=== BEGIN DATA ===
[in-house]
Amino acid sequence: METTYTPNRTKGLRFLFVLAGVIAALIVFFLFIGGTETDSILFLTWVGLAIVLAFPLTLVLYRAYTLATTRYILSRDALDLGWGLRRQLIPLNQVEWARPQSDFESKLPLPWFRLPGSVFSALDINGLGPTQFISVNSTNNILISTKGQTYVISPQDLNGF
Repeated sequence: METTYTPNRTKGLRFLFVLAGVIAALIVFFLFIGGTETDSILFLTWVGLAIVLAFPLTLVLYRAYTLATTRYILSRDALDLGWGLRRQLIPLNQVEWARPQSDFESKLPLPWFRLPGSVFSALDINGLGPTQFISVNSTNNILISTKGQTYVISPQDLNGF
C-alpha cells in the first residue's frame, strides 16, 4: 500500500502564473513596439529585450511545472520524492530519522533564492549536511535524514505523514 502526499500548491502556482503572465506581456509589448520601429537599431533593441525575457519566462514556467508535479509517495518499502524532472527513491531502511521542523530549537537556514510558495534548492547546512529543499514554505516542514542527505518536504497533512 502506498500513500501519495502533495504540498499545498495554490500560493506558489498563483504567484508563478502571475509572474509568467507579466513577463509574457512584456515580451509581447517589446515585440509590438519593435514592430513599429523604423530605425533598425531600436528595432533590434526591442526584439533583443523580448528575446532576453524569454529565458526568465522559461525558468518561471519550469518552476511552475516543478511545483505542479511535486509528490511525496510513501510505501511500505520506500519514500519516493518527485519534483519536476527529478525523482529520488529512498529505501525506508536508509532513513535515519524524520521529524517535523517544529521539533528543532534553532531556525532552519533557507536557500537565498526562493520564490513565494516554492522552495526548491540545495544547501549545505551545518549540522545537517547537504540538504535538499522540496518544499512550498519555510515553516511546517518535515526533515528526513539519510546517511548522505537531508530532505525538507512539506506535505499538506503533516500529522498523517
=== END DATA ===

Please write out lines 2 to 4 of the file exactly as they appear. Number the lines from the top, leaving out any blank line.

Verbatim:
Amino acid sequence: METTYTPNRTKGLRFLFVLAGVIAALIVFFLFIGGTETDSILFLTWVGLAIVLAFPLTLVLYRAYTLATTRYILSRDALDLGWGLRRQLIPLNQVEWARPQSDFESKLPLPWFRLPGSVFSALDINGLGPTQFISVNSTNNILISTKGQTYVISPQDLNGF
Repeated sequence: METTYTPNRTKGLRFLFVLAGVIAALIVFFLFIGGTETDSILFLTWVGLAIVLAFPLTLVLYRAYTLATTRYILSRDALDLGWGLRRQLIPLNQVEWARPQSDFESKLPLPWFRLPGSVFSALDINGLGPTQFISVNSTNNILISTKGQTYVISPQDLNGF
C-alpha cells in the first residue's frame, strides 16, 4: 500500500502564473513596439529585450511545472520524492530519522533564492549536511535524514505523514 502526499500548491502556482503572465506581456509589448520601429537599431533593441525575457519566462514556467508535479509517495518499502524532472527513491531502511521542523530549537537556514510558495534548492547546512529543499514554505516542514542527505518536504497533512 502506498500513500501519495502533495504540498499545498495554490500560493506558489498563483504567484508563478502571475509572474509568467507579466513577463509574457512584456515580451509581447517589446515585440509590438519593435514592430513599429523604423530605425533598425531600436528595432533590434526591442526584439533583443523580448528575446532576453524569454529565458526568465522559461525558468518561471519550469518552476511552475516543478511545483505542479511535486509528490511525496510513501510505501511500505520506500519514500519516493518527485519534483519536476527529478525523482529520488529512498529505501525506508536508509532513513535515519524524520521529524517535523517544529521539533528543532534553532531556525532552519533557507536557500537565498526562493520564490513565494516554492522552495526548491540545495544547501549545505551545518549540522545537517547537504540538504535538499522540496518544499512550498519555510515553516511546517518535515526533515528526513539519510546517511548522505537531508530532505525538507512539506506535505499538506503533516500529522498523517